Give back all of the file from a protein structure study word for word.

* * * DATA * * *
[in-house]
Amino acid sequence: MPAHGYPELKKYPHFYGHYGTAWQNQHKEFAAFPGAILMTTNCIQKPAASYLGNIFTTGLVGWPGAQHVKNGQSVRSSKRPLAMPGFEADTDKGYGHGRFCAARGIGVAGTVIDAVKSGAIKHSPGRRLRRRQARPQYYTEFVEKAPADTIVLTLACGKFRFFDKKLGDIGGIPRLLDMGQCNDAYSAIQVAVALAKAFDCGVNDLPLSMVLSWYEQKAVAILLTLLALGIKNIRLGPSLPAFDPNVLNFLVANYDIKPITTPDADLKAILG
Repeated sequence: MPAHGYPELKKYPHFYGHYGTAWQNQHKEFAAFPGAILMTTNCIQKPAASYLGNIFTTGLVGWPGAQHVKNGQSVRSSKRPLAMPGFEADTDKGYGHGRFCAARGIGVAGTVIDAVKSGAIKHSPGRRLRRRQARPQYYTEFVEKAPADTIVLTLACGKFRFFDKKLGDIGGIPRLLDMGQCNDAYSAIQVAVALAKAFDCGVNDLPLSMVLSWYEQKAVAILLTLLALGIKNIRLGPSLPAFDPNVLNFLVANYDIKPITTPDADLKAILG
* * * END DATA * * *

[in-house]
Amino acid sequence: MPAHGYPELKKYPHFYGHYGTAWQNQHKEFAAFPGAILMTTNCIQKPAASYLGNIFTTGLVGWPGAQHVKNGQSVRSSKRPLAMPGFEADTDKGYGHGRFCAARGIGVAGTVIDAVKSGAIKHSPGRRLRRRQARPQYYTEFVEKAPADTIVLTLACGKFRFFDKKLGDIGGIPRLLDMGQCNDAYSAIQVAVALAKAFDCGVNDLPLSMVLSWYEQKAVAILLTLLALGIKNIRLGPSLPAFDPNVLNFLVANYDIKPITTPDADLKAILG
Repeated sequence: MPAHGYPELKKYPHFYGHYGTAWQNQHKEFAAFPGAILMTTNCIQKPAASYLGNIFTTGLVGWPGAQHVKNGQSVRSSKRPLAMPGFEADTDKGYGHGRFCAARGIGVAGTVIDAVKSGAIKHSPGRRLRRRQARPQYYTEFVEKAPADTIVLTLACGKFRFFDKKLGDIGGIPRLLDMGQCNDAYSAIQVAVALAKAFDCGVNDLPLSMVLSWYEQKAVAILLTLLALGIKNIRLGPSLPAFDPNVLNFLVANYDIKPITTPDADLKAILG